Large-cap biotech companies Gilead Sciences (NASDAQ:GILD) and Celgene Corporation (NASDAQ:CELG) have made fortunes for their long-term investors. Both companies are riding high after producing great revenue and profit growth, and their stocks have smashed the returns of the S&P 500 over the past five years. Gilead has been the clear winner in recent years: Despite Celgene's excellent performance, Gilead's returns have simply been stunning, as the stock has been better than a five-bagger since 2010.
Of course, we should never invest based just on what happened in the past; the future performance of these companies should be what interests investors. Which company is more deserving of your investment dollar from here?
The case for Celgene
Celgene has been able to put up huge revenue and profit growth in recent years, thanks primarily to the massive success of Revlimid, a drug that treats multiple myeloma, a type of blood cancer. Through a combination of Revlimid's success and the strong growth of other cancer-treatment drugs such as Abraxane and Pomalyst (called Imnovid in Europe), Celgene has managed to grow revenue by 20% annually for the past five years. Better yet, that strong revenue growth has been met with increasing margins and a strong share repurchase program, which has catapulted earnings per share at a 27% rate over that same time period.
It doesn't look as if Revlimid's growth is going to slow anytime soon, either, as the company has several clinical trials under way that could continue to expand the labeling for the drug. If Celgene can find more clinical indications for Revlimid and get them approved, a strategy that has been the hallmark of the company, the drug should continue to grow its sales for years to come. Patent expiration doesn't look like too much of a problem, either, as Revlimid is covered until 2027 in the United States and at least until 2022 in Europe.
On the downside, Celgene's future is tied directly to the success of Revlimid, as the drug was responsible for 64% of Celgene's 2014 revenue. That means that if the drug were ever recalled, if a better treatment option were to come along and displace Revlimid, or if a competitor were able to successfully challenge the drug's patent, Celgene investors would be in trouble.
Looking ahead, analysts see profits continuing to grow strongly, with estimates showing a 25% annual increase for the next five years. If Celgene can hit those targets, there's no reason the stock can't continue its march upward and reward shareholders for years to come.
The case for Gilead Sciences
Gilead made a name for itself as the dominant player in treatment options for the HIV market, which is a position the company still holds thanks to the success of blockbuster drugs such as Atripla and Truvada. However, in the past year Gilead has become a Hepatitis C powerhouse as well, as newly introduced drugs Sovaldi and Harvoni more than doubled Gilead's revenue year over year.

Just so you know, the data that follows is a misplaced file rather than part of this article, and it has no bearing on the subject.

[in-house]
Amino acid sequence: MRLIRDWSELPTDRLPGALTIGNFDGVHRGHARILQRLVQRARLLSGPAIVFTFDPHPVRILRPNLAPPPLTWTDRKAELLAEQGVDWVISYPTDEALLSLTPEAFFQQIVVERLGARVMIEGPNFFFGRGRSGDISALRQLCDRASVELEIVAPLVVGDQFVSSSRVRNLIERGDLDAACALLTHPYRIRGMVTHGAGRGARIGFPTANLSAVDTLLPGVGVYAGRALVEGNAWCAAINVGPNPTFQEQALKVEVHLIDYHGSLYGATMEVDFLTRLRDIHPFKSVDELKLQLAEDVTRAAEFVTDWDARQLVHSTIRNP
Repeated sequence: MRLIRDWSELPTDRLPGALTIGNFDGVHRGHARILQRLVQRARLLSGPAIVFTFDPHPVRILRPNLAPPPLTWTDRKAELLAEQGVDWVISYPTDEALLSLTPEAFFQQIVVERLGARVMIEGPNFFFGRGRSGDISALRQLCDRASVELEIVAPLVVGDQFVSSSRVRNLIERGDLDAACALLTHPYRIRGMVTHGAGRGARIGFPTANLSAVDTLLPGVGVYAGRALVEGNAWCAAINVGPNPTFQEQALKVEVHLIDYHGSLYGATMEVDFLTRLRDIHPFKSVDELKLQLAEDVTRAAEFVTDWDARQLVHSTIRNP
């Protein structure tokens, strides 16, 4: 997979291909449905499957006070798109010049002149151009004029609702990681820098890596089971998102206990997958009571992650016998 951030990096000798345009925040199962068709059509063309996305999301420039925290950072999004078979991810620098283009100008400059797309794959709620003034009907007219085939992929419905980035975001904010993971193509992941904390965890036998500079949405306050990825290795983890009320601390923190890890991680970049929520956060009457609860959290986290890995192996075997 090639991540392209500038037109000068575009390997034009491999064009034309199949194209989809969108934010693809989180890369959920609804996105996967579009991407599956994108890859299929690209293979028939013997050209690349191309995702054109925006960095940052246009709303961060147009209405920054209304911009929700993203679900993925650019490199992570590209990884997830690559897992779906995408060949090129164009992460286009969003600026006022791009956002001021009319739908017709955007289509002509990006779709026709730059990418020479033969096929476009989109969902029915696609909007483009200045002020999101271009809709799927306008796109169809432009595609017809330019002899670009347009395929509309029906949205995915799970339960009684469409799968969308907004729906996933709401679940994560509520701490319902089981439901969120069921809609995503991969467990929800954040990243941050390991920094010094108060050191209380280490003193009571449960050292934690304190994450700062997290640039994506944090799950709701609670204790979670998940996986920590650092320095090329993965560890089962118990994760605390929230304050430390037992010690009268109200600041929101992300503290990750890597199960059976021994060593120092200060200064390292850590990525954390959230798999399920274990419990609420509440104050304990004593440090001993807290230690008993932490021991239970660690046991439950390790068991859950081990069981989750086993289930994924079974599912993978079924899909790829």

Gilead boasts a pipeline full of opportunity as well, as it has eight new drugs in phase 3 clinical trials, including several designed to address diseases in the cardiovascular and hematology/oncology markets, which are new to the company. Gilead is also attempting to extend its leadership in the HIV/AIDS market, as it has two drugs pending with the FDA.
On the downside, Gilead may see some pressure for its new blockbuster drugs Sovaldi and Harvoni from competitor AbbVie. AbbVie has gotten aggressive with its own hepatitis C treatment, Viekira Pak, and has tried to undercut Gilead's pricing. AbbVie was successful in securing an exclusivity deal with pharmacy benefit manager Express Scripts to drive sales. This development is something Gilead investors need to watch closely.
Despite that negative, analysts see the good times continuing in the years to come, as they expect Gilead to grow profits by 13% annually over the next 5 years.
All for a price
Both companies seem to have bright futures ahead of them, but valuation always matters when considering which stock will produce the best returns moving forward. Here's how the two companies currently compare:
Gilead's monster revenue growth has caused its earnings multiple to collapse recently, as it currently sits at a P/E of under 14. By comparison, Celgene can hardly be called cheap, as the company is currently trading at more than 38 times trailing earnings.
The Foolish bottom line
While I think either company could make for a great investment at today's prices, I'm more inclined to give Gilead the nod right now. Although the near-term revenue growth for Celgene looks quite strong, Gilead has a more balanced revenue profile, as it isn't quite as reliant on the success of one drug as Celgene is. In addition, the company recently initiated a massive capital-return program that includes paying a small dividend and buying back up to $15 billion worth of stock. When you combine those attributes with the company's smaller price-to-earnings multiple, I think the near-term returns for Gilead may continue to edge out Celgene's, which is why my money is on Gilead.
Brian Feroldi has no position in any stocks mentioned. The Motley Fool recommends Celgene, Express Scripts, and Gilead Sciences. The Motley Fool owns shares of Express Scripts and Gilead Sciences. Try any of our Foolish newsletter services free for 30 days. We Fools may not all hold the same opinions, but we all believe that considering a diverse range of insights makes us better investors. The Motley Fool has a disclosure policy.